The Whos concert disaster was perhaps a bigger tragedy in the sense that so much of it could have been prevented through better planning especially between Coliseum staff and the local police force. A lack of communication between the event staff and concert attendees also contributed to the problems. Today, this tragedy is certainly not the worst of its kind (the Great White show had far more deaths); however, at the time, this was the deadliest concert disaster in American history. The events at Riverfront even became the subject for an episode in the second season of WKRP In Cincinnati entitled In Concert.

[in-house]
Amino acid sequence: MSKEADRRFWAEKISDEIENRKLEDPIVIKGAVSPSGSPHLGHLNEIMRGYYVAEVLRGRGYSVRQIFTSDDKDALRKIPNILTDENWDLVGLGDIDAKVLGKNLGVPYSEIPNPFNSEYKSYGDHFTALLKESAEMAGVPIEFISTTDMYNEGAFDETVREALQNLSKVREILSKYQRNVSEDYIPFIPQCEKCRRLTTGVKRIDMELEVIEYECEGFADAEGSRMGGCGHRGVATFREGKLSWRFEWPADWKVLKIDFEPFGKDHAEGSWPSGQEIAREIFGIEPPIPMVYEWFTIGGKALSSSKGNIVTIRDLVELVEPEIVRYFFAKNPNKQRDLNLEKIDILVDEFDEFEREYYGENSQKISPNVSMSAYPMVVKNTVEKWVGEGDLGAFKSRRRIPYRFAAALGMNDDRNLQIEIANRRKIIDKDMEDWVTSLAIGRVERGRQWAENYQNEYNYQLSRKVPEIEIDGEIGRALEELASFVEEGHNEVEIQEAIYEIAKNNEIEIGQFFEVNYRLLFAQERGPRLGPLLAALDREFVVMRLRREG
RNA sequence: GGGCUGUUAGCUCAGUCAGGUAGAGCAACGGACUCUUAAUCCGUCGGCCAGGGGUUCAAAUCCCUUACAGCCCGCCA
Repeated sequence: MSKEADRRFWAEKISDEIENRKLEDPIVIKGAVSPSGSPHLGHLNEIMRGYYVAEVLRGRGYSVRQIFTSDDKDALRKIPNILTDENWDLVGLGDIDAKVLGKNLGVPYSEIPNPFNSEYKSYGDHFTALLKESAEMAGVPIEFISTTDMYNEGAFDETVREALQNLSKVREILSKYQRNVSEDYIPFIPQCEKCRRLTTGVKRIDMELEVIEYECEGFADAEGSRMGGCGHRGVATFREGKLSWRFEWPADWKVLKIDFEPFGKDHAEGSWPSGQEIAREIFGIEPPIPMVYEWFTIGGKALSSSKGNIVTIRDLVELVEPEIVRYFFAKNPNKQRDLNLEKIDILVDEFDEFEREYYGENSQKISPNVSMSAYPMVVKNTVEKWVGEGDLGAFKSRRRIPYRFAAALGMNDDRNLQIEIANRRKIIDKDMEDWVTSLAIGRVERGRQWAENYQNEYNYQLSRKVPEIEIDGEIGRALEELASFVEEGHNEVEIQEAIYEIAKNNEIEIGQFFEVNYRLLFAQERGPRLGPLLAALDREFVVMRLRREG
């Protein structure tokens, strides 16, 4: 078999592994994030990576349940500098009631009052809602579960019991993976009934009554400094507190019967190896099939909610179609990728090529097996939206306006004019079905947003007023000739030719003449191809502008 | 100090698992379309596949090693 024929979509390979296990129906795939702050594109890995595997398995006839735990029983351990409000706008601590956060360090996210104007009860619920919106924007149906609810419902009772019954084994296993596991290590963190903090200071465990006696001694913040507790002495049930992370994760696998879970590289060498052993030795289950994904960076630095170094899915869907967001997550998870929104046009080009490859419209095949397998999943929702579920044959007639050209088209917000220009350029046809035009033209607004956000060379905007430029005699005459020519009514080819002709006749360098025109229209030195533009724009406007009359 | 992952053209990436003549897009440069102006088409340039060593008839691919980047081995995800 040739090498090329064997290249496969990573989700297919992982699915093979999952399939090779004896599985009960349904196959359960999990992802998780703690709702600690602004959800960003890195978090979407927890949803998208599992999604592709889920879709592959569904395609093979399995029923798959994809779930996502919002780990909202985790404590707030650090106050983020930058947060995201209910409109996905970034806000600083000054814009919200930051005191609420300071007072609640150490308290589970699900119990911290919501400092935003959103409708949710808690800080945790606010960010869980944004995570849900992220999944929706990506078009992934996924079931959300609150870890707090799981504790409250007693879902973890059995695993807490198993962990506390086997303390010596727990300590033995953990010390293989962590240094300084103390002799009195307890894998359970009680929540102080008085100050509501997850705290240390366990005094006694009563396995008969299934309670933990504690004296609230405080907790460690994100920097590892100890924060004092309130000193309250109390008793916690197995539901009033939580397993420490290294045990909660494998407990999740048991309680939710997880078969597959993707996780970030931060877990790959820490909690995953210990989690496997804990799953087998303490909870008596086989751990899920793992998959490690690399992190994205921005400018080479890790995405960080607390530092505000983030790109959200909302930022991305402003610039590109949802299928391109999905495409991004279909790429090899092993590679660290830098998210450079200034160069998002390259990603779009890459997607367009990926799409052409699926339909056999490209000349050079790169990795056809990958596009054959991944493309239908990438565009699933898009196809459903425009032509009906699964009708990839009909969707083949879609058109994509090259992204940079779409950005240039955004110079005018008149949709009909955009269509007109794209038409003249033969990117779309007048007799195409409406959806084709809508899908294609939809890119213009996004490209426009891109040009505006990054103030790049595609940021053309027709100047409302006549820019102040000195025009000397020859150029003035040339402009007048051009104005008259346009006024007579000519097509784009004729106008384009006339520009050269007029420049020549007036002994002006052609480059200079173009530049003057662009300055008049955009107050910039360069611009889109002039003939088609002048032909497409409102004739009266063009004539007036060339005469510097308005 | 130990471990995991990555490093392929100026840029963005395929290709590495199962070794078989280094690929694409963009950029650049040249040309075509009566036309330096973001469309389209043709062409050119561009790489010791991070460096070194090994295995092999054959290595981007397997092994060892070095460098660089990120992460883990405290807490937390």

Immediately after the events of December 3rd, Riverfront Coliseum did away with its festival seating policy and the city of Cincinnati placed a city-wide ban on such ticketing. Over the following six months a comprehensive study was conducted in hopes of preventing such failings and tragedies from occurring in the future. The Task Force on Crowd Control and Safety presented its 90 page document entitled Crowd Management in July 1980 and to this day remains a landmark document in the field of crowd management. With a single exception being made for Bruce Springsteen in 2002, Cincinnati maintained its ban on general admission seating until 2004. In August 2004, the Cincinnati City Council overturned the ban, citing that having it in place put the city at a disadvantage for booking concerts.